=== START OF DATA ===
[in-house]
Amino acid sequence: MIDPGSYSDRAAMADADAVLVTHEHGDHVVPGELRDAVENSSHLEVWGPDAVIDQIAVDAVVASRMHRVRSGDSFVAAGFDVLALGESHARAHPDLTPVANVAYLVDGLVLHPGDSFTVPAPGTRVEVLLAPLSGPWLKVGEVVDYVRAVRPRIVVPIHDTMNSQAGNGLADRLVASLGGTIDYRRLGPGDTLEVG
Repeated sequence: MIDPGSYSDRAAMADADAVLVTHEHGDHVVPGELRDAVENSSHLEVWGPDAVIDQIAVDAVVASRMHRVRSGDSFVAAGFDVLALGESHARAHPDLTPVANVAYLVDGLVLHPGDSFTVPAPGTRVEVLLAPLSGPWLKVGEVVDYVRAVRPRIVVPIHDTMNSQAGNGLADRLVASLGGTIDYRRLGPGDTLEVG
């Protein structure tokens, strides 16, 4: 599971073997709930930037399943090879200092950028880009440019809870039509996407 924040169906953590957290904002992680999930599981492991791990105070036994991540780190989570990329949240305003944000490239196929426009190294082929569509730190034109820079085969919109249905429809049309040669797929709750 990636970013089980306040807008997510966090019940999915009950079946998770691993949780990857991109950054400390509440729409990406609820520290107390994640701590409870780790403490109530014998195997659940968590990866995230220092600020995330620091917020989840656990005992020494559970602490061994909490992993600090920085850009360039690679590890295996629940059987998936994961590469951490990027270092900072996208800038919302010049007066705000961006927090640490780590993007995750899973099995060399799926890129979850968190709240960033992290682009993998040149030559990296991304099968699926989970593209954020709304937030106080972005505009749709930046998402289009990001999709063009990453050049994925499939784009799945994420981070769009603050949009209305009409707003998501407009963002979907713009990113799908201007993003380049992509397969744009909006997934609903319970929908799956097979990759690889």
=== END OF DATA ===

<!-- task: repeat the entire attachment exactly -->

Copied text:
[in-house]
Amino acid sequence: MIDPGSYSDRAAMADADAVLVTHEHGDHVVPGELRDAVENSSHLEVWGPDAVIDQIAVDAVVASRMHRVRSGDSFVAAGFDVLALGESHARAHPDLTPVANVAYLVDGLVLHPGDSFTVPAPGTRVEVLLAPLSGPWLKVGEVVDYVRAVRPRIVVPIHDTMNSQAGNGLADRLVASLGGTIDYRRLGPGDTLEVG
Repeated sequence: MIDPGSYSDRAAMADADAVLVTHEHGDHVVPGELRDAVENSSHLEVWGPDAVIDQIAVDAVVASRMHRVRSGDSFVAAGFDVLALGESHARAHPDLTPVANVAYLVDGLVLHPGDSFTVPAPGTRVEVLLAPLSGPWLKVGEVVDYVRAVRPRIVVPIHDTMNSQAGNGLADRLVASLGGTIDYRRLGPGDTLEVG
């Protein structure tokens, strides 16, 4: 599971073997709930930037399943090879200092950028880009440019809870039509996407 924040169906953590957290904002992680999930599981492991791990105070036994991540780190989570990329949240305003944000490239196929426009190294082929569509730190034109820079085969919109249905429809049309040669797929709750 990636970013089980306040807008997510966090019940999915009950079946998770691993949780990857991109950054400390509440729409990406609820520290107390994640701590409870780790403490109530014998195997659940968590990866995230220092600020995330620091917020989840656990005992020494559970602490061994909490992993600090920085850009360039690679590890295996629940059987998936994961590469951490990027270092900072996208800038919302010049007066705000961006927090640490780590993007995750899973099995060399799926890129979850968190709240960033992290682009993998040149030559990296991304099968699926989970593209954020709304937030106080972005505009749709930046998402289009990001999709063009990453050049994925499939784009799945994420981070769009603050949009209305009409707003998501407009963002979907713009990113799908201007993003380049992509397969744009909006997934609903319970929908799956097979990759690889």